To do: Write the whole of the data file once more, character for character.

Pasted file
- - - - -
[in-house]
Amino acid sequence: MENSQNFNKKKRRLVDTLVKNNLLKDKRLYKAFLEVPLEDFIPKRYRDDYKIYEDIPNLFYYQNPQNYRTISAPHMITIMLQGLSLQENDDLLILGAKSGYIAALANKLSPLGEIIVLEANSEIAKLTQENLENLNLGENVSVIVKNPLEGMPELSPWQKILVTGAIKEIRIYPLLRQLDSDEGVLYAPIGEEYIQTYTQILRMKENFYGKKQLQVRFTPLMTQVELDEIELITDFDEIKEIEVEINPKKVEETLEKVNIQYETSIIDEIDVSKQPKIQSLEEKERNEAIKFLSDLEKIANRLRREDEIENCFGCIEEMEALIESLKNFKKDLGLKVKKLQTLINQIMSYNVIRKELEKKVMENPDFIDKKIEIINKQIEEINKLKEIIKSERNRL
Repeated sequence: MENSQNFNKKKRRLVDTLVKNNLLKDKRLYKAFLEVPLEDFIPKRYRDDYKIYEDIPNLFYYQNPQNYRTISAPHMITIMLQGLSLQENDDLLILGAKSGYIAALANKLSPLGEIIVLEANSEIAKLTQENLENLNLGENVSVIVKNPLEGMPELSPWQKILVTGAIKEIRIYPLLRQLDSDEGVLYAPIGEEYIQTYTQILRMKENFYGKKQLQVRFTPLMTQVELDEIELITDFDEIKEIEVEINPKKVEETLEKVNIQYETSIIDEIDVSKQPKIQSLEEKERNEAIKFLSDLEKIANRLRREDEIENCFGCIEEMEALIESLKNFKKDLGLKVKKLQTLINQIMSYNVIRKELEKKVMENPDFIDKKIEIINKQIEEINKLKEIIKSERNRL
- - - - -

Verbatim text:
[in-house]
Amino acid sequence: MENSQNFNKKKRRLVDTLVKNNLLKDKRLYKAFLEVPLEDFIPKRYRDDYKIYEDIPNLFYYQNPQNYRTISAPHMITIMLQGLSLQENDDLLILGAKSGYIAALANKLSPLGEIIVLEANSEIAKLTQENLENLNLGENVSVIVKNPLEGMPELSPWQKILVTGAIKEIRIYPLLRQLDSDEGVLYAPIGEEYIQTYTQILRMKENFYGKKQLQVRFTPLMTQVELDEIELITDFDEIKEIEVEINPKKVEETLEKVNIQYETSIIDEIDVSKQPKIQSLEEKERNEAIKFLSDLEKIANRLRREDEIENCFGCIEEMEALIESLKNFKKDLGLKVKKLQTLINQIMSYNVIRKELEKKVMENPDFIDKKIEIINKQIEEINKLKEIIKSERNRL
Repeated sequence: MENSQNFNKKKRRLVDTLVKNNLLKDKRLYKAFLEVPLEDFIPKRYRDDYKIYEDIPNLFYYQNPQNYRTISAPHMITIMLQGLSLQENDDLLILGAKSGYIAALANKLSPLGEIIVLEANSEIAKLTQENLENLNLGENVSVIVKNPLEGMPELSPWQKILVTGAIKEIRIYPLLRQLDSDEGVLYAPIGEEYIQTYTQILRMKENFYGKKQLQVRFTPLMTQVELDEIELITDFDEIKEIEVEINPKKVEETLEKVNIQYETSIIDEIDVSKQPKIQSLEEKERNEAIKFLSDLEKIANRLRREDEIENCFGCIEEMEALIESLKNFKKDLGLKVKKLQTLINQIMSYNVIRKELEKKVMENPDFIDKKIEIINKQIEEINKLKEIIKSERNRL